Well. It has certainly been a distracting week in pop.
But those of you able to pry your minds away from the thrilling notion of Tiger Woods's wife Elin Nordegren acting out the song Fist City with a sand wedge may have noticed a small, tasteful vernissage, at the Art Basel Miami Beach fair. This is where Sylvester Stallone, writer, actor and director, exhibited his paintings (at the Gmurzynska Gallery to be precise): a series of abstractions priced from $40,000 to $50,000 each (two sold immediately).
The 63-year-old, well-chiselled Renaissance man, who began painting 30 years ago, admitted he was somewhat "nervous" and awed at having his works exhibited in the same room as Colombian artist Fernando Botero, whose works Stallone has been collecting for decades.
Really, who? Those of you so eager to laugh at the thought of Rambo or Rocky painting, do not know Botero's work. You do not know anything about art, except that stars should not paint.
I should know, because I used to take great delight mocking Stallone for these very reasons, and because he posed, as I recall, for an art portrait, at his desk. On its surface was a single, chubby dictionary and above him on the wall, a large poster of a babe on a white sand beach.
The picture, as the clever art-director knew, would reveal everything soft and weak about the actor - about his pretensions and cheap, vain dreams.
And then there was the whole 1993 Vanity Fair cover story, entitled Body of Art, which allowed Stallone to effuse, uncensored and unedited, about his paintings, work he called "psychological pap smears"; about his poems, composed in "blank verse."
Didn't he mean vers libre ? Good Lord, how much of a Neanderthal is this man? This was the sort of comment I, and so many other soi-disant intellectuals made, while delighting in the idea that a man with a speech impediment we assumed meant he was mentally challenged thought he - in Homer Simpson's words - was "people." Smart people! In the cover photo, Stallone is nude and posed, risibly, one assumes, in the stance of Rodin's sculpture The Thinker .
Yet, as writer John Jeremiah Sullivan says of Michael Jackson's body, Stallone's body was (also) one of the greatest pieces of postmodern American sculpture.
And his paintings are not too shabby either.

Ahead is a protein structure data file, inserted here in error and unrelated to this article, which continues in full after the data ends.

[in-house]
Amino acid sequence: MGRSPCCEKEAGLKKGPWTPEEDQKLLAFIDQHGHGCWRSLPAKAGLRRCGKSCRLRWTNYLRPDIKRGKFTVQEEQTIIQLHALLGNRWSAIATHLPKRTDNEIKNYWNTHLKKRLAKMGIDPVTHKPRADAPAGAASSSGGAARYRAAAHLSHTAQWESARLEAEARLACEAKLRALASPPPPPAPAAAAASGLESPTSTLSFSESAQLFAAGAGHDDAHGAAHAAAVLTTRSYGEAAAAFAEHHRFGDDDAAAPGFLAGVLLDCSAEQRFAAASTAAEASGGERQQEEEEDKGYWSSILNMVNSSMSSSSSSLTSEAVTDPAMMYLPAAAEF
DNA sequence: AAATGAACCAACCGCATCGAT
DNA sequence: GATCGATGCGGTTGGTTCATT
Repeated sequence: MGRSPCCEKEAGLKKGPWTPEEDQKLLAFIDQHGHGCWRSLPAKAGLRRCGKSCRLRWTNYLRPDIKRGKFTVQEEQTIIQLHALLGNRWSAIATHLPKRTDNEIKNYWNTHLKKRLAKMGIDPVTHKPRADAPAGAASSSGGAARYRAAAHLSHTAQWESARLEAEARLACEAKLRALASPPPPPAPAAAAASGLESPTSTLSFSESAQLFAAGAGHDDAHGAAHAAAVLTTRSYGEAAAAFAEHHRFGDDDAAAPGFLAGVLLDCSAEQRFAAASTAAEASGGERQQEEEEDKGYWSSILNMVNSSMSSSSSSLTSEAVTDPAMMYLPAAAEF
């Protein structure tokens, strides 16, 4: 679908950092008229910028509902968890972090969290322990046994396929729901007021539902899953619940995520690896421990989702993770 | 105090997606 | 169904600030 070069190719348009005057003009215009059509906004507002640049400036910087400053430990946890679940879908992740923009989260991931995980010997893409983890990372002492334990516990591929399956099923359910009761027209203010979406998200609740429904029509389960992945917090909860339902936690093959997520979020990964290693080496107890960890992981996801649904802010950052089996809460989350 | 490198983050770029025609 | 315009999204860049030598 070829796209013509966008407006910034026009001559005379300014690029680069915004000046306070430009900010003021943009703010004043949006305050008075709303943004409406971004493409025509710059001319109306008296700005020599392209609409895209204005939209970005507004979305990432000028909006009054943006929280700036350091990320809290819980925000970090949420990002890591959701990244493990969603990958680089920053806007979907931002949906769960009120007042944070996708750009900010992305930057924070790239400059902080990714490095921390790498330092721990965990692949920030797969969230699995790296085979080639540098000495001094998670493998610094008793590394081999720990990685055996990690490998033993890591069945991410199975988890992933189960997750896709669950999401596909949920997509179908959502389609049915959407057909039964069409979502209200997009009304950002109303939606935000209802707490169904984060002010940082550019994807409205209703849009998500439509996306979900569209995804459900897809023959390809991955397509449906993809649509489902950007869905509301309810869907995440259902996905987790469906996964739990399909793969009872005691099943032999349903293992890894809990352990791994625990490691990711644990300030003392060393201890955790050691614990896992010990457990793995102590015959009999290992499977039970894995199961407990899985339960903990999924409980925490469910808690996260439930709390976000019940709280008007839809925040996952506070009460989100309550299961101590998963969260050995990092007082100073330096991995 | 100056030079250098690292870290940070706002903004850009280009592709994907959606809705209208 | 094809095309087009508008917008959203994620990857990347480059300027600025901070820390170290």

Featuring bold assaults of colour, hectic lineation and fragmented body parts, such works as Trapped ideals and Toxic Superman reveal, in Stallone's words, the ways in which "society makes it hard for a man to be a man."
By society, he means Hollywood, and he happens to be right. If you think the action hero is speaking of some louche kind of machismo, think again. He is talking about being a man in Hollywood - and if gender, as Chaz Bono said this week, resides between our ears and not our legs, we have emasculated Stallone a million times over.
When he attempted to procure the rights to play Stanley Kowalski in a remake of A Streetcar Named Desire by Tennessee Williams, the tremulous and vicious playwright was reported to have hissed "I am afraid that the part requires talent. " (Williams later denied saying this.) I found this hilarious at the time (the early 1980s) and found it funnier still when Stallone gave the Philadelphia Museum of Art the bronze Rocky victory statue, created by A. Tom Schomberg, a gift that was at first declined.
I'm not sure what Philadelphia has against this superlative artifact, but its elitism is shameful. If city officials have this kind of muscle, they should have forbidden Tom Hanks from getting cinematic AIDS and crying over hackneyed opera on their turf.
Stallone has taken all of our derision very well (except the one time he punched artist Mark Kostabi, who claimed the actor had purchased one of his erotic drawings because "He likes T&A"). Yes, I repent. But in repenting, I wonder what caused the loathing in the first place?
Last week, actor James Franco ( Milk ), now enrolled in master of fine arts programs in filmmaking and fiction writing at New York University and Columbia, wrote in an op-ed piece in The Wall Street Journal that his recent strange and soap-perfect (that is, twisted, sexy and insane) guest role on General Hospital was actually performance art designed to explore context, space and the relative meaning of art.
Franco's piece is well-written, and provocative, yet the website Gawker virtually convulsed with loathing while tearing it apart with extreme sarcasm. The Gawker piece read like a failed, boozy professor's marginalia, and the reader comments on it are erect with disdain and sad, shameful superiority as well (sample: "I've graded undergraduate art-history papers and this ... would not get anywhere near the mighty peaks of an 'A'").
As I learn humility, that harsh mistress, I feel more and more like Mick Jagger at Altamont, feebly imploring the incensed mob to "cool it, man."
"Who's fighting and what for?" Jagger asks. If our lives are sad, and unfulfilling, do we honestly feel better trying to rip wings off gigantic, glorious insects that don't even feel pain? Our pain, that is.Report Typo/Error
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